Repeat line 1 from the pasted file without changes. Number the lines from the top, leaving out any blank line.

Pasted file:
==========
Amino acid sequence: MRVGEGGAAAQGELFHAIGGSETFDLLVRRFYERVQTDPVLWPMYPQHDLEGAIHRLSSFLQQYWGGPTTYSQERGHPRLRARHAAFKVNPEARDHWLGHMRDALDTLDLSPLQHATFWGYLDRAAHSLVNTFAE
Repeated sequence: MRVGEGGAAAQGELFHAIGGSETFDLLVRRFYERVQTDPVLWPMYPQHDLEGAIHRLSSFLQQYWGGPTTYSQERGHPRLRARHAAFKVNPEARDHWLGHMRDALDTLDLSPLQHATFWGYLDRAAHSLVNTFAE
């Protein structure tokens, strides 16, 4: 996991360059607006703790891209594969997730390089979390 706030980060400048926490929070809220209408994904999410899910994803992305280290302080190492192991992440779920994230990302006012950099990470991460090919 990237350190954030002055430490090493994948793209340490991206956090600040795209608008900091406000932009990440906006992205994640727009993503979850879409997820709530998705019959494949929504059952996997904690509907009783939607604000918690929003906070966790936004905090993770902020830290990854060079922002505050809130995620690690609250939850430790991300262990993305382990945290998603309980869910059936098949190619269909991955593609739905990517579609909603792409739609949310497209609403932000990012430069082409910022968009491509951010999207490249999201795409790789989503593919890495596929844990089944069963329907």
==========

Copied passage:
Amino acid sequence: MRVGEGGAAAQGELFHAIGGSETFDLLVRRFYERVQTDPVLWPMYPQHDLEGAIHRLSSFLQQYWGGPTTYSQERGHPRLRARHAAFKVNPEARDHWLGHMRDALDTLDLSPLQHATFWGYLDRAAHSLVNTFAE